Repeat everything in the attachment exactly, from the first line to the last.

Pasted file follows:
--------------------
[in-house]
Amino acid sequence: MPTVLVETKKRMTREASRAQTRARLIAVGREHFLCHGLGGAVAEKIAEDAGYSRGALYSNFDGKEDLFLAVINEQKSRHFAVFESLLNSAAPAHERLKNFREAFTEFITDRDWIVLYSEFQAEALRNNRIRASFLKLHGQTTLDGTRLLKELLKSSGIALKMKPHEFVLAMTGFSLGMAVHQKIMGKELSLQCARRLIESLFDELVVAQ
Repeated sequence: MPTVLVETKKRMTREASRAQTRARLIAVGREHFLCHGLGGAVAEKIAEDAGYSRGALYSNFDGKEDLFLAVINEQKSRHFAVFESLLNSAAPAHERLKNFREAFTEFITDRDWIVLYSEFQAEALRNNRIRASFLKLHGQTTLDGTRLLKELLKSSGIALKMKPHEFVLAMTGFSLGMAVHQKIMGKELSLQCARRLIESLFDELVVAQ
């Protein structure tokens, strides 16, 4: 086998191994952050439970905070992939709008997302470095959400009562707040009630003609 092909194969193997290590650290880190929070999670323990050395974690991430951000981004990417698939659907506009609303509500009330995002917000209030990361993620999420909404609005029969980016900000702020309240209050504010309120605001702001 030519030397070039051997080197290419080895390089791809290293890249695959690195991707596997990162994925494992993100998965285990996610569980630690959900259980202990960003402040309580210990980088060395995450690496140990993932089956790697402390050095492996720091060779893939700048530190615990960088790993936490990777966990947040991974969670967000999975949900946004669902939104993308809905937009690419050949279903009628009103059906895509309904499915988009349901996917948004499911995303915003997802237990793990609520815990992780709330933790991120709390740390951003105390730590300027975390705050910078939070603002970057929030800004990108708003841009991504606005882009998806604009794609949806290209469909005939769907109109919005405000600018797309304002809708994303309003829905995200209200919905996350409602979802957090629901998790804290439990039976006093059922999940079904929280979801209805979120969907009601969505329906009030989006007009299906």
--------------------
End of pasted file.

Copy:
[in-house]
Amino acid sequence: MPTVLVETKKRMTREASRAQTRARLIAVGREHFLCHGLGGAVAEKIAEDAGYSRGALYSNFDGKEDLFLAVINEQKSRHFAVFESLLNSAAPAHERLKNFREAFTEFITDRDWIVLYSEFQAEALRNNRIRASFLKLHGQTTLDGTRLLKELLKSSGIALKMKPHEFVLAMTGFSLGMAVHQKIMGKELSLQCARRLIESLFDELVVAQ
Repeated sequence: MPTVLVETKKRMTREASRAQTRARLIAVGREHFLCHGLGGAVAEKIAEDAGYSRGALYSNFDGKEDLFLAVINEQKSRHFAVFESLLNSAAPAHERLKNFREAFTEFITDRDWIVLYSEFQAEALRNNRIRASFLKLHGQTTLDGTRLLKELLKSSGIALKMKPHEFVLAMTGFSLGMAVHQKIMGKELSLQCARRLIESLFDELVVAQ
């Protein structure tokens, strides 16, 4: 086998191994952050439970905070992939709008997302470095959400009562707040009630003609 092909194969193997290590650290880190929070999670323990050395974690991430951000981004990417698939659907506009609303509500009330995002917000209030990361993620999420909404609005029969980016900000702020309240209050504010309120605001702001 030519030397070039051997080197290419080895390089791809290293890249695959690195991707596997990162994925494992993100998965285990996610569980630690959900259980202990960003402040309580210990980088060395995450690496140990993932089956790697402390050095492996720091060779893939700048530190615990960088790993936490990777966990947040991974969670967000999975949900946004669902939104993308809905937009690419050949279903009628009103059906895509309904499915988009349901996917948004499911995303915003997802237990793990609520815990992780709330933790991120709390740390951003105390730590300027975390705050910078939070603002970057929030800004990108708003841009991504606005882009998806604009794609949806290209469909005939769907109109919005405000600018797309304002809708994303309003829905995200209200919905996350409602979802957090629901998790804290439990039976006093059922999940079904929280979801209805979120969907009601969505329906009030989006007009299906």